Common Sense Food in Schools

...and "Potable" Water Too!

FF The Institute of Medicine of the National Academies (IOM) in the U.S., published its recommendations for school food yesterday. The report, "Nutrition Standards for Foods in Schools: Leading the Way toward Healthier Youth", addresses the increasing obesity in children that causes metabolic diseases like diabetes and cardiovascular disease and sets kids up for future health problems.

The IOM report, commissioned by Congress, looks at the trend towards increasing obesity in kids, and links it to the growing availability of so called "competitive foods", available in school snack bars, vending machines and cafeterias. The Institute reviewed the results of past federal government sponsored dietary programs and now recommends changing the method of assessing the nutritional value of food.

Rather than rating foods according to the nutritional value of each food relative to the overall diet, the IOM recommends evaluating individual food items according to each items nutritional value. The current dietary recommendations assume that while a person may not get each nutrient at every meal, over time, they'll balance their diet. However, the IOM notes, that was a standard devised 30 years ago. These days the nutritional challenge isn't whether people are getting enough calories. Obesity coexists with malnutrition for many people who get all their calories from soda and junk food. Individuals make consistently bad nutritional choices over time.

To address this and to set up healthy habits in children, the new standards suggest allowing only foods that have substantive nutritional value in schools. The IOM recommends that federally-reimbursable foods NOT be replaced by "competitive foods" supplied by industry. Snacks should be limited to "nutritious fruits, vegetables, whole grains, and non/low-fat dairy products".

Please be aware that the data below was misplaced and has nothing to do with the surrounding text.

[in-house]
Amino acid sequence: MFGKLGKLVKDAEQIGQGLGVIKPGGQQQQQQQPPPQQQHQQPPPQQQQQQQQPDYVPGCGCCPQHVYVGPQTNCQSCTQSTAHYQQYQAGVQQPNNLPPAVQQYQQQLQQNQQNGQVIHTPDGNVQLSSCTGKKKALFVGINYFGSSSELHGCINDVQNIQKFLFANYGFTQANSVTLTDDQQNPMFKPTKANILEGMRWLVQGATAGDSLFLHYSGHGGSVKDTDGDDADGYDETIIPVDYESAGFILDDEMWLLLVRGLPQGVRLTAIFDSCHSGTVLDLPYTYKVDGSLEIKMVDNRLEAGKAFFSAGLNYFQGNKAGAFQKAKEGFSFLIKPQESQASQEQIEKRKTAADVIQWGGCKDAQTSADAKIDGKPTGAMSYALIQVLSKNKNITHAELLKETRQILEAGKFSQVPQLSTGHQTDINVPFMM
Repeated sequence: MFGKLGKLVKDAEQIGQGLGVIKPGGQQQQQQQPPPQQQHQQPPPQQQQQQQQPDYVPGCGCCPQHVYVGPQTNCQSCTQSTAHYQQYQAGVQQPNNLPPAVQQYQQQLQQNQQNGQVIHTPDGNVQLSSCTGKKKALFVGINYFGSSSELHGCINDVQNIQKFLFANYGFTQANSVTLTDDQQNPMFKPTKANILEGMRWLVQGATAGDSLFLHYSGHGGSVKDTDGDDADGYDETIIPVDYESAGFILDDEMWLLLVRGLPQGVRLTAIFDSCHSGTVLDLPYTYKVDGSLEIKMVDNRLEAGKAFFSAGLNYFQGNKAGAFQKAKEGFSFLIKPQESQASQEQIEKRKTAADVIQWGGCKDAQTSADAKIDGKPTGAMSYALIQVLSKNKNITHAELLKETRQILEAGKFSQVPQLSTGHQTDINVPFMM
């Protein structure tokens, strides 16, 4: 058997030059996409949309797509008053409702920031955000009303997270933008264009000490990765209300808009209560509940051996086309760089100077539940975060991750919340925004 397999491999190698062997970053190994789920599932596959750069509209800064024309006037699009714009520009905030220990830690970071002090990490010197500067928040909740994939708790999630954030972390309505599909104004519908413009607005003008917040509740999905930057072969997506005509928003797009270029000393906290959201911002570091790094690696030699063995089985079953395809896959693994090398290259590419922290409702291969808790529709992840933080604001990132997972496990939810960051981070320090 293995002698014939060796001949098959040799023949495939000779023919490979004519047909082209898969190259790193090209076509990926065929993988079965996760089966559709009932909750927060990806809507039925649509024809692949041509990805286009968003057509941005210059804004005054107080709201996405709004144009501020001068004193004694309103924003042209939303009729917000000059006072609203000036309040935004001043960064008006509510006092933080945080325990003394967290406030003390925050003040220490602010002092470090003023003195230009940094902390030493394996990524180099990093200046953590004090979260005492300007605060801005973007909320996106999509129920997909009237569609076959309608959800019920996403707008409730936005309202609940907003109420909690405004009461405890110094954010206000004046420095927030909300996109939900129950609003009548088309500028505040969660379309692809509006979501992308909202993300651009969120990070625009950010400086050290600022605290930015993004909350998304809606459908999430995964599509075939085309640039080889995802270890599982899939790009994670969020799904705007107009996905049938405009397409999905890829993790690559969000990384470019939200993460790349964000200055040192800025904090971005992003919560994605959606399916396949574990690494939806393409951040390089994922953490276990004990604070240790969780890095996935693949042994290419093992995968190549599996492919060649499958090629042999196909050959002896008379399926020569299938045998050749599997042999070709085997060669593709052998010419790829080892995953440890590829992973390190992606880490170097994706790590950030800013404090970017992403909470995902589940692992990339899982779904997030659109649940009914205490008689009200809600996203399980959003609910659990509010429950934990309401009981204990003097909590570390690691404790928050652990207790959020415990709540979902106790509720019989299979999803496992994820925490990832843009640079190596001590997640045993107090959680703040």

The authors divided food into Tier I and Tier II categories, according to fat, saturated fat, trans-fat, sugar and sodium contents. A Tier I food, for instance, should contain no more than 35% of its calories from fat and sugar (unless it's yogurt), and should have 200mg or less of sodium. Beverages should have limited artificial sweeteners, caffeine, fortification, and caloric content, since drinks with these ingredients supplant more nutritious choices. Tier I choices would be available at all times, at all grade levels, Tier II choices would be more limited. Other food products would not be allowed.

The report recommends that "potable water" be available free to students throughout the day.

Some food and beverage companies reacted to the news as you would expect, claiming that lack of exercise, not junk food, dragged kids down. The industries' would prefer the continuation of their "voluntary standards", with no oversight as to how those are implemented. The Center for Science in The Public Interest (CSPI) hailed the revision of the 30 year old "disco-era" nutritional standards.


Related articles at Acronym Required:
On another IOM report: "Why So Fat? It's Systemwide",
"Childhood Obesity, The American Way"
"Survey Says: Pop's Out Drugs are In"
"News of Lightweight Study: 'Obese Should Walk Slowly'"
"Coke: Teaching the World to Sing"


PHOTO: Courtesy of Roland Alton-Scheidl. Creative Commons License:

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